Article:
28 October 2010

American food

When I first took my fiance to the US, I indulged in all the foods I was missing and that were classically- or perhaps classically associated as- 'American.' We went to almost every fast food restaurant, bought Krispy Kremes by the dozen (they did originate near to my mom's house) and generally ate food that we do not otherwise eat, not only because it is not available in London.

After the initial shock about the food in which I had to explain that I did not in fact grow up on a diet of Taco Bell and I was subjecting him to it only because we were on holiday, my fiance actually likes some of the fast food now and we both crave certain meals. For example, in the South there is a chicken place that makes the most amazing chicken sandwiches:

Chick-fil-A. I even craved these sandwiches when I was in Pennsylvania and too far north to have one in my local area.

Speaking of the north and Philly, we also went to a local restaurant and I was able to introduce my fiance to the cheesesteak.

A cheesesteak is basically very thinly sliced roast beef that is sauteed with onions and peppers on a griddle and served with melted provolone cheese in a submarine bun. This one was not quite like the original made in Philly, but it was good. And I love that I can still show him new things each time we go to the States.

I would have taken more pictures of food, but we always 1) ate it too quickly, 2) forgot the camera as we were only going around town, or 3) were in a car a lot and that made my brain mushy. I blame the forgetfulness on the beautiful fall scenery as we drove through the mountains, twice.


And we did eat lots of home-cooked meals that were very good, more of which I will write about after we go back for Thanksgiving this year.

11 October 2010

Beef stronganoff and home

It's funny what makes me think of home. Home, as in the US, not home, as in my residence in London- but that's another discussion. Of course my family makes me think of home, big holidays both in the UK and US, sometimes frustrations of a new city and culture, but most of all food. It's not always American food that can spur thoughts of the US for me, and as I have mentioned before, my family had an internationally influenced dish selection growing up, so the foods that remind me of home are really from all over. More often than not it is food that I grew up with, food that my mom made every week for dinner that brings the strongest thoughts of home.

Beef Stronganoff was always one of my favorite dishes and I remember specifically requesting it for birthday dinners. We had an every-other birthday rule: one year, you can have over a few friends for a sleepover, the next year, you can have one friend over for dinner or go out for dinner. When it was the year to have a home-cooked meal, mom would make anything you wanted that night. Pizza with hot dogs on it? Sure. Steak and baked potatoes? No problem. For me, it was a toss up between lasagne and beef stroganoff, and I think it was my love of sour cream that drove beef stroganoff into the running. Come to think of it, those dinners are still that ones that come to mind when planning my birthday meal. Maybe they will forever be 'birthday food' to me, though they could easily be called 'home food'.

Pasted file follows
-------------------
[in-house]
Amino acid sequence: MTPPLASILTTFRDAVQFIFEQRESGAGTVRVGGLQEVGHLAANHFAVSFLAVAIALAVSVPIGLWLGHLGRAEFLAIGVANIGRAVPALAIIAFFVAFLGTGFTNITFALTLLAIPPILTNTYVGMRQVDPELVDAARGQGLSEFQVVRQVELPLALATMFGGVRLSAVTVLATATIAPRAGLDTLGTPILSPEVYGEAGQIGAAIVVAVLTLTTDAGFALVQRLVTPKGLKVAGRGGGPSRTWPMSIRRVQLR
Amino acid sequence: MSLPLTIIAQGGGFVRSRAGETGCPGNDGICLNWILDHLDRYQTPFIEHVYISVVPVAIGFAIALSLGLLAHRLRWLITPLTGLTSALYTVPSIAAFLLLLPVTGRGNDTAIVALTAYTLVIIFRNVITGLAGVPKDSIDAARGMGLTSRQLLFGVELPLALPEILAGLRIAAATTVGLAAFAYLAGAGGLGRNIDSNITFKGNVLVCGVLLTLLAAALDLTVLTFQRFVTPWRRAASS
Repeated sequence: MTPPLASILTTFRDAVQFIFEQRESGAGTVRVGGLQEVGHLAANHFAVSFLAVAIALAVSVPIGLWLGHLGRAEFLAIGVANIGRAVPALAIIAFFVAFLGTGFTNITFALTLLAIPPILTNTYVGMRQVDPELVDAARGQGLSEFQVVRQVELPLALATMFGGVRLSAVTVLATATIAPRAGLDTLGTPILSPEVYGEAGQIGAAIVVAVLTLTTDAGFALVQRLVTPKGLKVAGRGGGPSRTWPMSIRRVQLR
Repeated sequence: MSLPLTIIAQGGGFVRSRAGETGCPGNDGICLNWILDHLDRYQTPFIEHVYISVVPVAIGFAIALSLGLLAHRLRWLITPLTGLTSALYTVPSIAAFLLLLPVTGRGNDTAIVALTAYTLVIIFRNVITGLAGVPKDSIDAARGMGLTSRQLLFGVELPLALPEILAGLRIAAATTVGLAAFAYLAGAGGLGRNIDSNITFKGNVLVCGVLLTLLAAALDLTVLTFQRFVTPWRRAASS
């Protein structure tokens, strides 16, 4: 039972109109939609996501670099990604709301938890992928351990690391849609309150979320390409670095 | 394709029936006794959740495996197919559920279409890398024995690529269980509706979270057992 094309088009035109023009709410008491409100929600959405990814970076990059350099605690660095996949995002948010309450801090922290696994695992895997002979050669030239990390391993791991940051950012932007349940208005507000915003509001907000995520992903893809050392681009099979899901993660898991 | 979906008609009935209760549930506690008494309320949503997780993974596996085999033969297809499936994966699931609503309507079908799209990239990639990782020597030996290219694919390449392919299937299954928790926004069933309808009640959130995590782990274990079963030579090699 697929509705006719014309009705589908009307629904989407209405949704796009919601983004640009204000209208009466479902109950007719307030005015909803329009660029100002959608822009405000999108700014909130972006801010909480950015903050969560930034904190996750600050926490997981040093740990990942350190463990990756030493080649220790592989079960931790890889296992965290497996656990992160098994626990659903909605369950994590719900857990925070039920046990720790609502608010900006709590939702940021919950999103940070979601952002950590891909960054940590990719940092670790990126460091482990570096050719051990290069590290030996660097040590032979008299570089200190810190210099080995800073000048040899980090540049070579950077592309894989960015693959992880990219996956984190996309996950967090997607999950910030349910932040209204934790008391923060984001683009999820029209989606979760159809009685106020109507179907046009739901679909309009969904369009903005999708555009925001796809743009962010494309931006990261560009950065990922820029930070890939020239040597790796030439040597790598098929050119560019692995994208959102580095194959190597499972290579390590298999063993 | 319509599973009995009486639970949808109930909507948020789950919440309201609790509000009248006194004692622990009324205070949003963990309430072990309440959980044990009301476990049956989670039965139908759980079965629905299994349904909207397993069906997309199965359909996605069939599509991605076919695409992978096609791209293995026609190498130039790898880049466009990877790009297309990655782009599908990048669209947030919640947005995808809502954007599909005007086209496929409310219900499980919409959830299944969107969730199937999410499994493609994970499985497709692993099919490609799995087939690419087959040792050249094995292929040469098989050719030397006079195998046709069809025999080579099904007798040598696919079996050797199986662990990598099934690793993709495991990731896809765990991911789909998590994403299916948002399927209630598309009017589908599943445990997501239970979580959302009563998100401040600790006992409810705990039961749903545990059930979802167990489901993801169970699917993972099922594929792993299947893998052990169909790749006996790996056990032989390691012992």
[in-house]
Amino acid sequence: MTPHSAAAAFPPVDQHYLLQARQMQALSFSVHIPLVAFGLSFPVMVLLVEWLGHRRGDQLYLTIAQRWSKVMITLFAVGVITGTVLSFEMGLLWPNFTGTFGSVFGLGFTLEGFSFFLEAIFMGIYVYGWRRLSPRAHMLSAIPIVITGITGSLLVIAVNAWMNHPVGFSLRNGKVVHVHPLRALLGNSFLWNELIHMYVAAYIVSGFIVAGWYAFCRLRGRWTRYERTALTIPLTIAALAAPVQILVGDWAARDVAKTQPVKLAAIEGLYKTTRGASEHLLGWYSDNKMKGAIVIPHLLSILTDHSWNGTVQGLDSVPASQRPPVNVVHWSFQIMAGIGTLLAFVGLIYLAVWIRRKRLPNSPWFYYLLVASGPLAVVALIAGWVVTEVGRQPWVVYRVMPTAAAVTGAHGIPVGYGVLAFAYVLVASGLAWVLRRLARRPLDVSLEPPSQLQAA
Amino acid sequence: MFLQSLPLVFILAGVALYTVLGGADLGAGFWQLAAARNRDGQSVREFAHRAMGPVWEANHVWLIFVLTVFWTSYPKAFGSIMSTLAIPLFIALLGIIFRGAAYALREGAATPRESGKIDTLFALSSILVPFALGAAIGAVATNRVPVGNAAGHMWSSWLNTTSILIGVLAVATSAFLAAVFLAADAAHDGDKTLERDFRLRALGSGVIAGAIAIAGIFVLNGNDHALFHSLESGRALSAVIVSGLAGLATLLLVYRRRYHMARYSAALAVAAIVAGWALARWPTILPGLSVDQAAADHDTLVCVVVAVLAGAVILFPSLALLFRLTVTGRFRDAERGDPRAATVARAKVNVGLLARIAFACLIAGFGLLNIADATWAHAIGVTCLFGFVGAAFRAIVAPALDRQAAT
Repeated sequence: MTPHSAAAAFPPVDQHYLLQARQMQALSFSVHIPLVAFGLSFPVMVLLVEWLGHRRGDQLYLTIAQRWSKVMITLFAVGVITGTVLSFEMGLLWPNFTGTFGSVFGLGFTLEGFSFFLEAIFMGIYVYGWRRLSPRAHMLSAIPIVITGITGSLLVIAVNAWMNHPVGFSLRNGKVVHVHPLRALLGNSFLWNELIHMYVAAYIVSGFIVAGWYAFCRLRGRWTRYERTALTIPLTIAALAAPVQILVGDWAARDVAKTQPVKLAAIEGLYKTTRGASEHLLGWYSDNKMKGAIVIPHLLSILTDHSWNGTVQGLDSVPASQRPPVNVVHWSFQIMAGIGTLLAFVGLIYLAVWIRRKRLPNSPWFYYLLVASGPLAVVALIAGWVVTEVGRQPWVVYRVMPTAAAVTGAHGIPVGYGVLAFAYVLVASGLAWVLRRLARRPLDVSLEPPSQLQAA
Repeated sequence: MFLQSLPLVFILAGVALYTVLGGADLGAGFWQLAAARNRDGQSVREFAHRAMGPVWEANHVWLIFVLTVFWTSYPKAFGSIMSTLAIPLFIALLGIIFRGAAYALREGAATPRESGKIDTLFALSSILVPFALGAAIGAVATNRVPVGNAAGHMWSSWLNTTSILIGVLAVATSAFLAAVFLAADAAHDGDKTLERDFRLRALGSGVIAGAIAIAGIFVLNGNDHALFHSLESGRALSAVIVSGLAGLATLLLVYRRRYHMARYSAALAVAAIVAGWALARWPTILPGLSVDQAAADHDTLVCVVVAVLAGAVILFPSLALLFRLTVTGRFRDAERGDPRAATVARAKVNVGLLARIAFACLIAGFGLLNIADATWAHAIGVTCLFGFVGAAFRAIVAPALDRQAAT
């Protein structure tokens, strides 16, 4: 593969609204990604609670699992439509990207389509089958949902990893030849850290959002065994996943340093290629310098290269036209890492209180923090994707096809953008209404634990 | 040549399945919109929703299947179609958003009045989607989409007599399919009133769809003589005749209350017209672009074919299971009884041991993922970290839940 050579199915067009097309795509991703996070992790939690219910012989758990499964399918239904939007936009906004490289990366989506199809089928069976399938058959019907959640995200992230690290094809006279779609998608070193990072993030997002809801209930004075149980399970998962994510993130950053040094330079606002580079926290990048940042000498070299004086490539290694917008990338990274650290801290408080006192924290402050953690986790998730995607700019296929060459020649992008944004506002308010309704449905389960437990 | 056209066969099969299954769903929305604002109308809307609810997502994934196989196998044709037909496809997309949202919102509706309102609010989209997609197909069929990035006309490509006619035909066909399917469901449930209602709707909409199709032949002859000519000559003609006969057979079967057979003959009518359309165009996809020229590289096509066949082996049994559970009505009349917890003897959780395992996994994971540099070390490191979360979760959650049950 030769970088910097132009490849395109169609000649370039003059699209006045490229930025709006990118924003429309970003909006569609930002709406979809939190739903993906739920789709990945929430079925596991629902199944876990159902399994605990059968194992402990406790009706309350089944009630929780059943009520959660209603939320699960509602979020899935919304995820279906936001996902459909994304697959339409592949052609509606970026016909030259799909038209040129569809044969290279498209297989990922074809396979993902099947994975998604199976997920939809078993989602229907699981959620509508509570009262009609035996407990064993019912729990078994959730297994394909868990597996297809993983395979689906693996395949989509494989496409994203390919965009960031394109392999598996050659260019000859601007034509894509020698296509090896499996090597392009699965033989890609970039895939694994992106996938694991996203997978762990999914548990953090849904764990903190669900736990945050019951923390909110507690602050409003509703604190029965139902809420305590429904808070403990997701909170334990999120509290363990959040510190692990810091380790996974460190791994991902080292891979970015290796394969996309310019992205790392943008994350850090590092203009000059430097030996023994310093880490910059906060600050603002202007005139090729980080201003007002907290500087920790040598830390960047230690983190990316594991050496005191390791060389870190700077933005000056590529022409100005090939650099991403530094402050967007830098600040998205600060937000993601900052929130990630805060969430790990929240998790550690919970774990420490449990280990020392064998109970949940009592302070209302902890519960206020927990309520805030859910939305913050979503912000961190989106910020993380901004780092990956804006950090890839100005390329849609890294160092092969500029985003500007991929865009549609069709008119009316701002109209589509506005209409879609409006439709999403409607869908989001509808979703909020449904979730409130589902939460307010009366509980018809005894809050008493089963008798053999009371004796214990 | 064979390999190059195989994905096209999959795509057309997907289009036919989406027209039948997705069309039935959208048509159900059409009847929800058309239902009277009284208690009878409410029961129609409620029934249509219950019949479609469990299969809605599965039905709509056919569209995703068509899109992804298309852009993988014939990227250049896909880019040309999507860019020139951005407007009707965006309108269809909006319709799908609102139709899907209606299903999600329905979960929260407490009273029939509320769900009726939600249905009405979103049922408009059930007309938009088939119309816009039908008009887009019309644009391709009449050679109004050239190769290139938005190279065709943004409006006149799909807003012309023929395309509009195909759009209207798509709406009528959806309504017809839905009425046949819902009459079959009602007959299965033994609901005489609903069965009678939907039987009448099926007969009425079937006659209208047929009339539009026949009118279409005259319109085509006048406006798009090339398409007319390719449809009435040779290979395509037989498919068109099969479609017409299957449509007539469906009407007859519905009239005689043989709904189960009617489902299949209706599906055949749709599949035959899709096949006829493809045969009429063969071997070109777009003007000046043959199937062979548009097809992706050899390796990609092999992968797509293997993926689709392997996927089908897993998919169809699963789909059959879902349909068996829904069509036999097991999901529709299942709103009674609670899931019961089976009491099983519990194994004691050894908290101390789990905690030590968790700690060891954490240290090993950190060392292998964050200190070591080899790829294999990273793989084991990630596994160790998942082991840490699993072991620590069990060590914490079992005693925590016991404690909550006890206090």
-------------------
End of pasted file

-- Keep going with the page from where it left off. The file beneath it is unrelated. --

It is not my birthday, unless you count half-birthdays (which I do, but it has never caught on), but I made beef stronganoff to use the beautiful mushrooms in season and because my fiance and I are going home this week. Home to see my family, to drive through wide open spaces, to see sunshine, to visit my grandparents, to plan a wedding, to eat fast food and drink lots of soda, to have a much needed break. Home for some home food!

Beef stronganoff is a fast, simple recipe that still packs a lot of punch of flavor in the dish.

Start with some red meat.

Moo. (sorry, vegetarians) I cut the meat into thin strips of about one inch across, coat them in flour and put them into a pot with a hunk of butter.

After they have cooked for a brief two minutes over a medium heat, it should all resemble a huge mess. That's good! Time for lots of mushrooms and onions.

Once these have had a chance to cook down for 5 or so minutes, add water to cover the bottom of the dish, but not enough to cover everything. The water and flour and juices will come together to form a thick sauce and will be reduced down over the course of 10 or so minutes, maybe less.

Once the sauce has thickened, add the sour cream. Lots of sour cream.

I like to cook the sauce with a touch of dill thrown in for a further few minutes to thicken the sauce an incorporate all the flavors together.

Serve over egg noodles if available, or rice if you are so inclined.

What's your home food?

5 October 2010

Mushroom pasties in the bag

Pasties- rhymes with 'nasty'; pronounced paa-stees
Pasties are such a (southern) British food. They are basically a British pie folded in half for easy transport and snacking. But don't let the rhyming fool you because these are wonderfully hearty, filling and full of good things.
I cannot remember the first time I had a pasty, though there are small shops selling them practically in every train station so it could have been one of these. The pasty is now associated with Cornwall though probably had a wider area of provenance pre-1800 and can be traced to the middle ages. (This fact makes the medievalist in me squeal with delight.)